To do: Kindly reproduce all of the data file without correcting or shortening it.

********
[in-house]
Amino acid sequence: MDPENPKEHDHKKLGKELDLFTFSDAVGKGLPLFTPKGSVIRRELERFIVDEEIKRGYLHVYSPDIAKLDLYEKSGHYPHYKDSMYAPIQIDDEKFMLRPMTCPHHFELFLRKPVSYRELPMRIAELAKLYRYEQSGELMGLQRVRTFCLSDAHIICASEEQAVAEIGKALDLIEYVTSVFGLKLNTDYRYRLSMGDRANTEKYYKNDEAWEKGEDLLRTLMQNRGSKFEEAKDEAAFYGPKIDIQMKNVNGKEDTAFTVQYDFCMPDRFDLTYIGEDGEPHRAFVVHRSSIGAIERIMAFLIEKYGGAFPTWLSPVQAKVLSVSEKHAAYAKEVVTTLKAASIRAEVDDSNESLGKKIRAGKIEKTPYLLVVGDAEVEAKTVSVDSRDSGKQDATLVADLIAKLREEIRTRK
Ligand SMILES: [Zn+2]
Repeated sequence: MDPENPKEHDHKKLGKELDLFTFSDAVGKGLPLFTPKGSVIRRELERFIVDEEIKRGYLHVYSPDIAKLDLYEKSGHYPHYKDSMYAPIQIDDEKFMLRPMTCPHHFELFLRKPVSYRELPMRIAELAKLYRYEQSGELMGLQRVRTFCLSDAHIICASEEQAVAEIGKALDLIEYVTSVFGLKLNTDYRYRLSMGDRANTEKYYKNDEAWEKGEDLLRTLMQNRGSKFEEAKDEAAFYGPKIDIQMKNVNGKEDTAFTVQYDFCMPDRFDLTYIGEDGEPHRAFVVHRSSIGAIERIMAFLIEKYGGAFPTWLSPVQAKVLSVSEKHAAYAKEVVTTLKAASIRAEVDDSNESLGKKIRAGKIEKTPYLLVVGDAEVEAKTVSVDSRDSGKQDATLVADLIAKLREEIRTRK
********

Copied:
[in-house]
Amino acid sequence: MDPENPKEHDHKKLGKELDLFTFSDAVGKGLPLFTPKGSVIRRELERFIVDEEIKRGYLHVYSPDIAKLDLYEKSGHYPHYKDSMYAPIQIDDEKFMLRPMTCPHHFELFLRKPVSYRELPMRIAELAKLYRYEQSGELMGLQRVRTFCLSDAHIICASEEQAVAEIGKALDLIEYVTSVFGLKLNTDYRYRLSMGDRANTEKYYKNDEAWEKGEDLLRTLMQNRGSKFEEAKDEAAFYGPKIDIQMKNVNGKEDTAFTVQYDFCMPDRFDLTYIGEDGEPHRAFVVHRSSIGAIERIMAFLIEKYGGAFPTWLSPVQAKVLSVSEKHAAYAKEVVTTLKAASIRAEVDDSNESLGKKIRAGKIEKTPYLLVVGDAEVEAKTVSVDSRDSGKQDATLVADLIAKLREEIRTRK
Ligand SMILES: [Zn+2]
Repeated sequence: MDPENPKEHDHKKLGKELDLFTFSDAVGKGLPLFTPKGSVIRRELERFIVDEEIKRGYLHVYSPDIAKLDLYEKSGHYPHYKDSMYAPIQIDDEKFMLRPMTCPHHFELFLRKPVSYRELPMRIAELAKLYRYEQSGELMGLQRVRTFCLSDAHIICASEEQAVAEIGKALDLIEYVTSVFGLKLNTDYRYRLSMGDRANTEKYYKNDEAWEKGEDLLRTLMQNRGSKFEEAKDEAAFYGPKIDIQMKNVNGKEDTAFTVQYDFCMPDRFDLTYIGEDGEPHRAFVVHRSSIGAIERIMAFLIEKYGGAFPTWLSPVQAKVLSVSEKHAAYAKEVVTTLKAASIRAEVDDSNESLGKKIRAGKIEKTPYLLVVGDAEVEAKTVSVDSRDSGKQDATLVADLIAKLREEIRTRK